How VCU Massey Cancer Center can find the tiniest of tumors

RICHMOND, Va. -- Sometimes doctors can’t feel a breast cancer tumor. VCU Massey Cancer Center is the first in the Richmond area to use a new device to help pinpoint a tumor exactly.

Just nine days ago, Brenda Hendricks had a lumpectomy.

"I’m ready to get on back to life. My normal life," Hendricks said.

The 67-year-old mother of three, with six grandchildren, was diagnosed with breast cancer in April after doctors found a tumor during a routine mammogram.

"This could not be detected by a self-breast exam. I would have never found it," Hendricks said.

Nearly 50 percent of breast cancer tumors cannot be felt at the time of diagnosis. To help locate the tumor exactly, doctors would typically use a wire localization method to find it.

However, doctors at VCU Massey Cancer Center are fine tuning that approach by using a new device called Magseed.

"At the center of this, you'll see this stainless steel seed. It's five millimeters by one millimeter in size," Kandace McGuire, with VCU Massey Cancer Center, said.

The seed is smaller than a grain of rice.

The radiologist locates the tumor through imaging and inserts the seed in the tumor. It can stay there for up to 30 days.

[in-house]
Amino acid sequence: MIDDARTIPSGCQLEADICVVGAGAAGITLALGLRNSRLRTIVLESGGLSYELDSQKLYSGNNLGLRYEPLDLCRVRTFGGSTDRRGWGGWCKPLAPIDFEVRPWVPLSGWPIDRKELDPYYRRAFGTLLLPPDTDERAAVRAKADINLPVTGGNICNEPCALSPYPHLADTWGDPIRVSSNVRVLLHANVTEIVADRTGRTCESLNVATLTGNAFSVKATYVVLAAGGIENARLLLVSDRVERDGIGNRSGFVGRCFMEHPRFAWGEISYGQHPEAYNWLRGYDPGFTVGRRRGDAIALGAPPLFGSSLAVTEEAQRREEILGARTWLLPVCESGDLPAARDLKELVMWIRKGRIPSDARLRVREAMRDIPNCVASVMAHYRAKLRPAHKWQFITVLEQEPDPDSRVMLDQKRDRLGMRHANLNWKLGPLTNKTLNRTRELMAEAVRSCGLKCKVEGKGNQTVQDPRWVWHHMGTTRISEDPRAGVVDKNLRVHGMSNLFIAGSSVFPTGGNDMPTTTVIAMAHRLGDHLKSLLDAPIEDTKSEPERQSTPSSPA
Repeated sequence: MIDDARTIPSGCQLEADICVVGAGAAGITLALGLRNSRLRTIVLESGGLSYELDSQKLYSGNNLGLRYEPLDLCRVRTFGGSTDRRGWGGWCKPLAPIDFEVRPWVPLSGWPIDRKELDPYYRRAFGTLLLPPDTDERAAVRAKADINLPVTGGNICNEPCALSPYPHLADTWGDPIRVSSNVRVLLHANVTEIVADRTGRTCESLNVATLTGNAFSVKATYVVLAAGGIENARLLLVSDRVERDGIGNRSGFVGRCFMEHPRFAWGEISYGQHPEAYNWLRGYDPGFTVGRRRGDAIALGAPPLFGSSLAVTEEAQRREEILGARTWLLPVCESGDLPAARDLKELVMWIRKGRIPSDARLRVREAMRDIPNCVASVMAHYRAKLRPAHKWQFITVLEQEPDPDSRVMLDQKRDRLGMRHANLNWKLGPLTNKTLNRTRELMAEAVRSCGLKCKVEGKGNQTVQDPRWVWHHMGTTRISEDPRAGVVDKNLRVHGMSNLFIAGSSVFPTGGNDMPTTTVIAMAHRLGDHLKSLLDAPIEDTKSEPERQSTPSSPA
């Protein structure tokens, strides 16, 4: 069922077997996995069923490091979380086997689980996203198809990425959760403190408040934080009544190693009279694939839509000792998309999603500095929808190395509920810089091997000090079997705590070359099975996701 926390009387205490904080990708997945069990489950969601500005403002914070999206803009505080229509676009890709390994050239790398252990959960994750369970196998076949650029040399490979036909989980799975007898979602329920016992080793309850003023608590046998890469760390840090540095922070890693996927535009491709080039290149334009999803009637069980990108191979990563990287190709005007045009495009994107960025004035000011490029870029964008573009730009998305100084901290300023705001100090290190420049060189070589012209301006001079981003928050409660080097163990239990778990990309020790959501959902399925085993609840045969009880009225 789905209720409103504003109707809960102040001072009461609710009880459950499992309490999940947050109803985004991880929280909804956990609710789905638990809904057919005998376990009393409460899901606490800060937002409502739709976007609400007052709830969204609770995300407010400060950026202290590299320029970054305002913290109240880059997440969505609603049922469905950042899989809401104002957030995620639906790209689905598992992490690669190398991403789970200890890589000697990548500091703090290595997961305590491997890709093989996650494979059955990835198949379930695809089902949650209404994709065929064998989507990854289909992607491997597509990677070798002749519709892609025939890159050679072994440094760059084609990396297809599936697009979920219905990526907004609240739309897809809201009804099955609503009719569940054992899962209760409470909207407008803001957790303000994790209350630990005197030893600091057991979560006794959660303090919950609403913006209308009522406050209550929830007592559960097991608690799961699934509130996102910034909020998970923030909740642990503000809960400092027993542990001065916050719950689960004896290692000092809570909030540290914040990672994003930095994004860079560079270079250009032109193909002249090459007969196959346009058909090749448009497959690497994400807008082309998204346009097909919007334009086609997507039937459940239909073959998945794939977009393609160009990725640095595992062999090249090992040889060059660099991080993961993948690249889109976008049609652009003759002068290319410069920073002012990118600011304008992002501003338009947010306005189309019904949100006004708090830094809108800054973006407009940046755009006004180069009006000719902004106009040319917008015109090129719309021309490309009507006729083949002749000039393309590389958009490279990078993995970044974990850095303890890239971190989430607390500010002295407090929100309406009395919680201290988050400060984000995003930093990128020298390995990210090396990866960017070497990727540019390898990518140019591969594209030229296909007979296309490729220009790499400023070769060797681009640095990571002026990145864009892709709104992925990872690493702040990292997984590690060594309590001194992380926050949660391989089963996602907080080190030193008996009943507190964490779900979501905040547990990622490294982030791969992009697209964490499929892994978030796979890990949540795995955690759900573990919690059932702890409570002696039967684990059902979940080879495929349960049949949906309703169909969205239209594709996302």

Then, the surgeon uses a probe on the patient's skin to find the seed and the tumor.

"It beeps as I get closer to the target, so I'm following that signal down to the target and removing the cancer," Dr. McGuire said.

Dr. McGuire said there are concerns with the previous wire method such as a possible infection or the device can move before surgery. The big plus for Magseed, patients can get it days before surgery instead of day of with the wire.

"It really allows the patient to be in control of their own schedule,” Dr. McGuire said.

Brenda chose to have the Magseed procedure and the lumpectomy all done in one day because she lives in Christiansburg which is almost four hours away. Thankfully, her cancer was caught early and she has more time to spend with family.

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